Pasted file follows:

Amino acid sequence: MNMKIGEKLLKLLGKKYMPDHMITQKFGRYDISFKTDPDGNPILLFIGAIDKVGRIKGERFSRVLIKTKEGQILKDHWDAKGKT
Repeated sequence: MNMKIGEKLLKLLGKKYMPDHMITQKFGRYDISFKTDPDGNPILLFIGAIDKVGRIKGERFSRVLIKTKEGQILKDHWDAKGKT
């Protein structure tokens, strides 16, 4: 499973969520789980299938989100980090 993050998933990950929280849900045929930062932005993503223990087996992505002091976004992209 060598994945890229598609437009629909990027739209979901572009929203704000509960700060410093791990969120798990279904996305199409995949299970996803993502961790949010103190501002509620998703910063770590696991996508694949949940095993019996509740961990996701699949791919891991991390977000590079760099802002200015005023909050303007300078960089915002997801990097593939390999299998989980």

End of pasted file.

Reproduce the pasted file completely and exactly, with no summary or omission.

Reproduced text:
Amino acid sequence: MNMKIGEKLLKLLGKKYMPDHMITQKFGRYDISFKTDPDGNPILLFIGAIDKVGRIKGERFSRVLIKTKEGQILKDHWDAKGKT
Repeated sequence: MNMKIGEKLLKLLGKKYMPDHMITQKFGRYDISFKTDPDGNPILLFIGAIDKVGRIKGERFSRVLIKTKEGQILKDHWDAKGKT
């Protein structure tokens, strides 16, 4: 499973969520789980299938989100980090 993050998933990950929280849900045929930062932005993503223990087996992505002091976004992209 060598994945890229598609437009629909990027739209979901572009929203704000509960700060410093791990969120798990279904996305199409995949299970996803993502961790949010103190501002509620998703910063770590696991996508694949949940095993019996509740961990996701699949791919891991991390977000590079760099802002200015005023909050303007300078960089915002997801990097593939390999299998989980």